Green Onion Cakes at Heritage Days 2013

This miserable wintry day (it’s currently -40 in the Capital City) has me thinking back to the glory days of summer.  If you close your eyes I bet you can picture it…  Nothing says summer in Edmonton like festivals.  And nothing says festivals in Edmonton like a green onion cake.   This brings me to an Etown classic: the Servus Heritage Festival (aka Heritage Days).

From their website:

“The Servus Heritage Festival is the place to be during the August long-weekend. Nestled in Edmonton’s scenic river valley, bordered by lush ravines and the North Saskatchewan River, the Festival draws visitors from around the Edmonton capital region and across the continent to spend some time sampling the tastes, smells, sights, and sounds of a diverse array of cultures.”

Array indeed!  This past year’s festival boasted the sights, sounds and foods of over 85 cultures.  The festival is an absolute must should you find yourself in Edmonton over the August long weekend.  Now I could take some time here to gripe about the ever rising prices (10 tickets for fried plantains Congo!?!), but instead I would like to talk green onion cakes.  Better late than never, am I right?

For the naysayers among you, particularly those who claim green onion cakes are not at Edmonton thing, I use Heritage Days as my Exhibit A.  Now it is well documented that the dish, known in Mandarin as cong you bing, originates from mainland China.  More specifically, from northern China where you find wheat, not rice to be a dietary staple.  Why then, at Heritage Days, an Edmonton festival that invites countries and cultures to bring their finest in wares, entertainment and food, did we have 5 (FIVE) pavilions selling green onion cakes!?!  Because we are cray cray for the stuff!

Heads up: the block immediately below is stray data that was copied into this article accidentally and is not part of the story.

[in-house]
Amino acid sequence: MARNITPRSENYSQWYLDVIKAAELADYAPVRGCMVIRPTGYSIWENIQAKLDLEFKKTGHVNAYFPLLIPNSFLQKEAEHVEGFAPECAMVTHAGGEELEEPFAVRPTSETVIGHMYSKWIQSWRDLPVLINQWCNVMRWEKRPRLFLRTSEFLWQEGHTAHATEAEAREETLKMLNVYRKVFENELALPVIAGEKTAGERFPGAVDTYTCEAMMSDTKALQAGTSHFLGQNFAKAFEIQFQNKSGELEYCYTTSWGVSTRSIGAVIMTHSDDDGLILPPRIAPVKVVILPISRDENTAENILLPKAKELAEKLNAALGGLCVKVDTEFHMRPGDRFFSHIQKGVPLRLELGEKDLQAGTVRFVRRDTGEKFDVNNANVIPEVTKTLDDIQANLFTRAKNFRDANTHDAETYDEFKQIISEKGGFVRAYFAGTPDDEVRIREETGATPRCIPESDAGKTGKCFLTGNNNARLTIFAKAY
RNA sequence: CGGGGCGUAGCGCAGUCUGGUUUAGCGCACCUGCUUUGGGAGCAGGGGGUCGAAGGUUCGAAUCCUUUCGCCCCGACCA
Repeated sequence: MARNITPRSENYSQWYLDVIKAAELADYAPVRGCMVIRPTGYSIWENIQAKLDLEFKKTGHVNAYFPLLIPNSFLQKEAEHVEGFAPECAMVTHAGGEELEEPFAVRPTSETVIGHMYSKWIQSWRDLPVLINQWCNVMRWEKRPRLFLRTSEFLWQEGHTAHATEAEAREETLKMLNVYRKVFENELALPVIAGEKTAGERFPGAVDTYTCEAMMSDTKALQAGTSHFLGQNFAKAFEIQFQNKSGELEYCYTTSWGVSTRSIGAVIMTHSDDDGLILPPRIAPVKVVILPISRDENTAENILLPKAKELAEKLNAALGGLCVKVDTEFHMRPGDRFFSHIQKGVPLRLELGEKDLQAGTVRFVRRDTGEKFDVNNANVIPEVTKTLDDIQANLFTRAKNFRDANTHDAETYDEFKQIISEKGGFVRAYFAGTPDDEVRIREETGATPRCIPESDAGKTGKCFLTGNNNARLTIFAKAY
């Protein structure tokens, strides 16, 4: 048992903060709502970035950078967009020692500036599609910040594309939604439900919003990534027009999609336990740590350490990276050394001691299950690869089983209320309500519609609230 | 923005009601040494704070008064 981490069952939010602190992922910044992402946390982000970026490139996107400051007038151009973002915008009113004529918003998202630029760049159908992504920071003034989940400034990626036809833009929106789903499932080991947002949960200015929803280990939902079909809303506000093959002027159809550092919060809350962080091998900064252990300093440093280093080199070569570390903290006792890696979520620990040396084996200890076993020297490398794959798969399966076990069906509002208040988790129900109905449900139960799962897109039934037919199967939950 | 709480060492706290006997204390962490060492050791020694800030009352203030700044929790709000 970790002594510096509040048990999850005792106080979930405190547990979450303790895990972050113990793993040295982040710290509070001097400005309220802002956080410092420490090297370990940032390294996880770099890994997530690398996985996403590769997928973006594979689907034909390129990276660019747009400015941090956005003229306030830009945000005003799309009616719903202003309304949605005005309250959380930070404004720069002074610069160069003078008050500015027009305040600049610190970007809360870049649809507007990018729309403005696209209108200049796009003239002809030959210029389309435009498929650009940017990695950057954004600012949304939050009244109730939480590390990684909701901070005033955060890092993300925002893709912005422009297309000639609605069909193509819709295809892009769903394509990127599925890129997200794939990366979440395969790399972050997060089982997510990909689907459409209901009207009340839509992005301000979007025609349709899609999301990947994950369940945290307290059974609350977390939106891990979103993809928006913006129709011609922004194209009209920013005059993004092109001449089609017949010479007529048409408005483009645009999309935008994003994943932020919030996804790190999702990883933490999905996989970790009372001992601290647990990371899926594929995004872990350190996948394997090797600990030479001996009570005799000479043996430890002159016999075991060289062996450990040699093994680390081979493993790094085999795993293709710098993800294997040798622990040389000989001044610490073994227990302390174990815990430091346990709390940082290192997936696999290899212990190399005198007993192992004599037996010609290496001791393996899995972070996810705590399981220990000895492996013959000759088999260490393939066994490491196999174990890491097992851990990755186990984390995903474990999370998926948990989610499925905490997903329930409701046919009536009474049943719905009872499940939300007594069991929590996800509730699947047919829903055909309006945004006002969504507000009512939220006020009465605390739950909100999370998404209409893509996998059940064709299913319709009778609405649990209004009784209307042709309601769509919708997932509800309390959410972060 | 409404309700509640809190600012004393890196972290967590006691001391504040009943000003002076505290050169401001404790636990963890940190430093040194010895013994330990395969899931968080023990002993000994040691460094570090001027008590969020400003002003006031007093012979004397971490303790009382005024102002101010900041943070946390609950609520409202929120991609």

China 4 tickets

Chinese Green Onion Cake

Chinese Green Onion Cake

I should start by saying that my expectations were set high for China.  This is after all a Chinese dish.  And their pavillion was all kinds of shazam!  A smorgasbord for the senses.  Martial arts, dragon dancers, music, AWESOME.  This was also my first GOC of the day.  MAJOR GOC BUST.  After waiting over 45 minutes in line for it, it arrived slightly burnt; I sent it back and asked for an unburnt one, and my request was greeted with dismay.  It was served uncut which made it rather difficult to handle with your choice of soya or sambal oelek. .  The cake itself was baked, not fried and was very dry.  It didn’t have any layering which made it taste “doughy”.  In retrospect, worst of the day.  1 star out of 5

Malaysia/Singapore  4 tickets

To be fair to Malaysia, I was eating it cold (through no fault of theirs).  I had sent a friend to grab one for me and she got understandably distracted by the Ethiopian dancers.  Fair.  It was a totally different type of green onion cake than the Chinese one.  This one was fried. The batter was quite dry on the outside but seemingly uncooked on the inside.  My guess: the oil was too hot.  It was quite salty, but had quite a bit of the green onion flavour.  The chunks of green onion could have been cut smaller.  3 stars out of 5

Taiwan 4 tickets

Taiwanese Green Onion Cake

Taiwanese Green Onion Cake

This green onion cake was quite tasty, but the grease!  Man alive!  You could never have this as a street food as you’d need 6000 napkins to manage the mess.  This cake was translucent.  It was tasty, but you never want a green onion cake to leave you feeling guilty.  2.5 stars out of 5


Hong Kong  4 tickets

Hong Kong Green Onion Cake

Hong Kong Green Onion Cake

This was the best cake of the day.  It was served with plum sauce, soya as well as Rooster sauce.  This one also came not cut-up which led me to believe it’s more of a heritage days thing than a traditional thing.  It was as tasty as the Taiwanese one without all the grease. 4 stars out of 5


Borneo 5 tickets

Very similar to the Malaysian green onion cake, but better cooked.  This was also my fifth and final cake of the day so the fact that I could stomach it at all suggests that had I had it first, it may have beat out Hong Kong.  It was also the only cake that cost 5 tickets.  4 stars out 5

I hope to see other countries tackle the green onion cake at next year’s festival.  Maybe Poland can pair it with sausage?  Or how about a greek souvlaki with a green onion cake instead of pita?

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